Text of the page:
Sitting just outside the Campus Center on a sunny, breezy Tuesday afternoon, Siri Uppuluri reflects on her upcoming graduation from NJIT.
“I feel like I’ve reached a milestone, so while it’s bittersweet to be leaving campus, I also feel like I’ve been prepared by my professors academically. And in terms of personal growth, I’m ready to move on to that next step,” said the biology major and Albert Dorman Honors College scholar, who will attend Rutgers New Jersey Medical School (NJMS) in the fall.
What’s indeed noteworthy about Uppuluri graduating is that she is doing so after only two years at NJIT, following in the footsteps of her older brother, Aditya, an Honors College alumnus who also finished his studies in two years and is now a rising fourth-year student at Rutgers NJMS. Uppuluri entered the university with a substantial amount of credits she earned from AP exams as well as college-level courses she took the summer before matriculating. Then, while a student in the Honors College’s pre-health accelerated program, she managed a heavy workload each semester and completed summer classes between her freshman and sophomore years.
“In my mind, I wanted to go to medical school as soon as possible,” she said.
Her journey to Rutgers NJMS started in Metuchen, N.J., where Uppuluri grew up as an inquisitive child with a love for reading and an interest in the sciences, especially biology. In high school, she developed an inclination toward clinical practice and began volunteering at medical facilities, first interacting with residents at a nearby nursing home, and then assisting the nursing secretary in the pediatrics department at JFK Medical Center. She shadowed two cardiologists and two ophthalmologists as well, and saw firsthand the strong bond that can develop between physician and patient.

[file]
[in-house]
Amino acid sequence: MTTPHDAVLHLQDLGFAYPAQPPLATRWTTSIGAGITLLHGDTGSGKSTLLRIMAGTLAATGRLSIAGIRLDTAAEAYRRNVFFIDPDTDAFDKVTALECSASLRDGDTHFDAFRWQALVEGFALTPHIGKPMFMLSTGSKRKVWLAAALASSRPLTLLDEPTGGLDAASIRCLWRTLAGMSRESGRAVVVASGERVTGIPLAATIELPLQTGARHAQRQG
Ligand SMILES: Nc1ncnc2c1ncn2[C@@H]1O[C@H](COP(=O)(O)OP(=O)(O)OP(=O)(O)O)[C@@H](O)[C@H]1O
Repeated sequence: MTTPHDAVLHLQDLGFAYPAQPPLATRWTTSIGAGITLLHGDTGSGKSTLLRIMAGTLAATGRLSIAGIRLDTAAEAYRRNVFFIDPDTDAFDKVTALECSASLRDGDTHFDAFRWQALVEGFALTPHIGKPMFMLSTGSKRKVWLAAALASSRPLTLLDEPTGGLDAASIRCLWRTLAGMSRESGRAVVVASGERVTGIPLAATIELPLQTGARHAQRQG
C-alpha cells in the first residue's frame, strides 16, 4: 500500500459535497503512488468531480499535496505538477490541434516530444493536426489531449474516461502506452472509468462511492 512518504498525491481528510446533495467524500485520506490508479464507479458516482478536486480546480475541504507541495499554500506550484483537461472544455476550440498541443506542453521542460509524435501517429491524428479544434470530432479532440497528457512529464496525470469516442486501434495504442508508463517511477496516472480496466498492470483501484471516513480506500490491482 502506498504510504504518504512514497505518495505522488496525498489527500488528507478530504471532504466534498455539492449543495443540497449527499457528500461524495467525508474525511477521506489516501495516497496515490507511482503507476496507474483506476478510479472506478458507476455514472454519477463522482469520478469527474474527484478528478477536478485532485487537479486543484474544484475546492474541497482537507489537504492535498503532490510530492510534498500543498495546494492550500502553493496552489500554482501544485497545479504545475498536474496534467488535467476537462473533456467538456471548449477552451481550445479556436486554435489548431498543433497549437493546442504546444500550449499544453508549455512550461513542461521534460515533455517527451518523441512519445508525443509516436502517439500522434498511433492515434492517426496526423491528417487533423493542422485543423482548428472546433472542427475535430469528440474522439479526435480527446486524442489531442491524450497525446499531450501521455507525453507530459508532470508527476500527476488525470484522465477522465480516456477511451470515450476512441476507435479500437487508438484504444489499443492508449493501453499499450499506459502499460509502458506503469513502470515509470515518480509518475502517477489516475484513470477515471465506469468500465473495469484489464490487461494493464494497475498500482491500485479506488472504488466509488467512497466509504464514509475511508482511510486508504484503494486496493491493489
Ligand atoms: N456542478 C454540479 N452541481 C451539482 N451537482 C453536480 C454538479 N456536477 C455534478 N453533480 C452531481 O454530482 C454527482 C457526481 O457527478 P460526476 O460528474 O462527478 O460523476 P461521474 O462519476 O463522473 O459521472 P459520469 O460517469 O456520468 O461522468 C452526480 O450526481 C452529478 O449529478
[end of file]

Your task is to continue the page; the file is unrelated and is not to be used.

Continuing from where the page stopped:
“The social aspect of medicine was also something that I found attractive,” she said, recounting how the cardiologist she followed was both provider and confidante to his patients. “I want to be able to have that kind of impact on someone else’s life.”
When the time came to apply to college, Uppuluri, who was the valedictorian of her high school class, knew she wanted an accelerated pre-health program and turned to her brother for counsel. She was accepted at NJIT and at Brown University, ultimately choosing NJIT because “I felt a sense of community that was fostered here, and the way that I was welcomed as a prospective student was bar none the best reception I received.”
Uppuluri has since nurtured that campus kinship in a variety of ways. She’s served as a co-leader of the Honors Ambassadors program, an Honors peer mentor and an Honors Freshman Seminar teaching assistant. Additionally, she’s been a senior staff writer and copy editor for NJIT’s student-run newspaper, The Vector, and contributed to the Honors College newsletter. She says that she’d like to continue writing and is interested in joining the Rutgers NJMS literary magazine.
Although Uppuluri hasn’t yet honed in on a particular area of medicine to pursue, she’s excited to see how the roles of both technology and practitioner will evolve in the field. She’ll be watching alongside her fellow students, including four others from what she describes as NJIT’s “small and tight-knit” accelerated pre-health cohort. The program has exceeded her expectations, she says.
“You really get to know your peers better, and that’s great because you’re in a long journey with them through medical school.”
What will she miss most about NJIT? The people, first and foremost, and the ground floor of the Central King Building: “That’s my favorite study space.”